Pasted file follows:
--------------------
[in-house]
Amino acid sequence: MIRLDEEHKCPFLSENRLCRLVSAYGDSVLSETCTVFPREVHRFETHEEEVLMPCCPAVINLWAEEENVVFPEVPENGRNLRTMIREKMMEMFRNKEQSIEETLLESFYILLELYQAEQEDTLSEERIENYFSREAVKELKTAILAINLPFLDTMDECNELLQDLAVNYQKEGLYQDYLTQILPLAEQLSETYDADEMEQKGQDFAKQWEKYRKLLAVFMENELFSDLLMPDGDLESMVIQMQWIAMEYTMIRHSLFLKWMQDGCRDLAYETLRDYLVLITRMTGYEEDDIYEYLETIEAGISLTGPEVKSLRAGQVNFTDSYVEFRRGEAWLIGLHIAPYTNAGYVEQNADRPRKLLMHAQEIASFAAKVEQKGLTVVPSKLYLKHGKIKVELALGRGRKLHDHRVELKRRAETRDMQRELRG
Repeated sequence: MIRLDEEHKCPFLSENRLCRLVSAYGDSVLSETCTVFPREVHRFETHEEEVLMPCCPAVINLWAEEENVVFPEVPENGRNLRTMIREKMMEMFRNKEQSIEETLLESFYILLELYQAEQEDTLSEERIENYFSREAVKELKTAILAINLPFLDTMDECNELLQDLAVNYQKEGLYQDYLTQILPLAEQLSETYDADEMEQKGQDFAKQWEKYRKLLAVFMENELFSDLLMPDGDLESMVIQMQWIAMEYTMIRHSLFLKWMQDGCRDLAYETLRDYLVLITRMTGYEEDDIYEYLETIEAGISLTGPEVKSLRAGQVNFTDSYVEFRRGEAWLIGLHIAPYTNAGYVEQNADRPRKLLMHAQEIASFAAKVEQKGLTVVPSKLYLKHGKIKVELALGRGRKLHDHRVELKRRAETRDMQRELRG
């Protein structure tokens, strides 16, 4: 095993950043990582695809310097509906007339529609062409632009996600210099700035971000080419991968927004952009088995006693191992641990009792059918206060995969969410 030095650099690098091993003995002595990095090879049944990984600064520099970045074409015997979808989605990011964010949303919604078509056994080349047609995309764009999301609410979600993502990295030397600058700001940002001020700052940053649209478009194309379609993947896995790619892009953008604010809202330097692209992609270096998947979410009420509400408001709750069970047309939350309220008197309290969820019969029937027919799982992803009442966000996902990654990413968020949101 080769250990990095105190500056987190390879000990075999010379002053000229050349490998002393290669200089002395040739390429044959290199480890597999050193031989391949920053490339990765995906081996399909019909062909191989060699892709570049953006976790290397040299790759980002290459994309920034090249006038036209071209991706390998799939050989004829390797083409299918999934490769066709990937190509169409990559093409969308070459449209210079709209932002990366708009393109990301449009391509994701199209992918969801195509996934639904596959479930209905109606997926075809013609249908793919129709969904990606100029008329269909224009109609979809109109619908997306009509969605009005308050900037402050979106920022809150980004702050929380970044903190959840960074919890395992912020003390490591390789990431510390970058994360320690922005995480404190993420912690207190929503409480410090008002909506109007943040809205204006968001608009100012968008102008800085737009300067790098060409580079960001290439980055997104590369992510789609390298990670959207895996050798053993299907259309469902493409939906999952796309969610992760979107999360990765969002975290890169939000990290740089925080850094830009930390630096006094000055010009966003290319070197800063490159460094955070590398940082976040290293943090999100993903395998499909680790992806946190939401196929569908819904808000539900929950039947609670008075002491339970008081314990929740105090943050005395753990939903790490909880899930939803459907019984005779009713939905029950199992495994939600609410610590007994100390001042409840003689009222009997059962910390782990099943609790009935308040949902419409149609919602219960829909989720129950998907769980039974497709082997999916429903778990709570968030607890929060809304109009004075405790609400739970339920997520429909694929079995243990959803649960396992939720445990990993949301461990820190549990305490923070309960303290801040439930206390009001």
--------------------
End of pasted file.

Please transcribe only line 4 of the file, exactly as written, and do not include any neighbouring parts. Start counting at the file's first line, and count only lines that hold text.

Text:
């Protein structure tokens, strides 16, 4: 095993950043990582695809310097509906007339529609062409632009996600210099700035971000080419991968927004952009088995006693191992641990009792059918206060995969969410 030095650099690098091993003995002595990095090879049944990984600064520099970045074409015997979808989605990011964010949303919604078509056994080349047609995309764009999301609410979600993502990295030397600058700001940002001020700052940053649209478009194309379609993947896995790619892009953008604010809202330097692209992609270096998947979410009420509400408001709750069970047309939350309220008197309290969820019969029937027919799982992803009442966000996902990654990413968020949101 080769250990990095105190500056987190390879000990075999010379002053000229050349490998002393290669200089002395040739390429044959290199480890597999050193031989391949920053490339990765995906081996399909019909062909191989060699892709570049953006976790290397040299790759980002290459994309920034090249006038036209071209991706390998799939050989004829390797083409299918999934490769066709990937190509169409990559093409969308070459449209210079709209932002990366708009393109990301449009391509994701199209992918969801195509996934639904596959479930209905109606997926075809013609249908793919129709969904990606100029008329269909224009109609979809109109619908997306009509969605009005308050900037402050979106920022809150980004702050929380970044903190959840960074919890395992912020003390490591390789990431510390970058994360320690922005995480404190993420912690207190929503409480410090008002909506109007943040809205204006968001608009100012968008102008800085737009300067790098060409580079960001290439980055997104590369992510789609390298990670959207895996050798053993299907259309469902493409939906999952796309969610992760979107999360990765969002975290890169939000990290740089925080850094830009930390630096006094000055010009966003290319070197800063490159460094955070590398940082976040290293943090999100993903395998499909680790992806946190939401196929569908819904808000539900929950039947609670008075002491339970008081314990929740105090943050005395753990939903790490909880899930939803459907019984005779009713939905029950199992495994939600609410610590007994100390001042409840003689009222009997059962910390782990099943609790009935308040949902419409149609919602219960829909989720129950998907769980039974497709082997999916429903778990709570968030607890929060809304109009004075405790609400739970339920997520429909694929079995243990959803649960396992939720445990990993949301461990820190549990305490923070309960303290801040439930206390009001």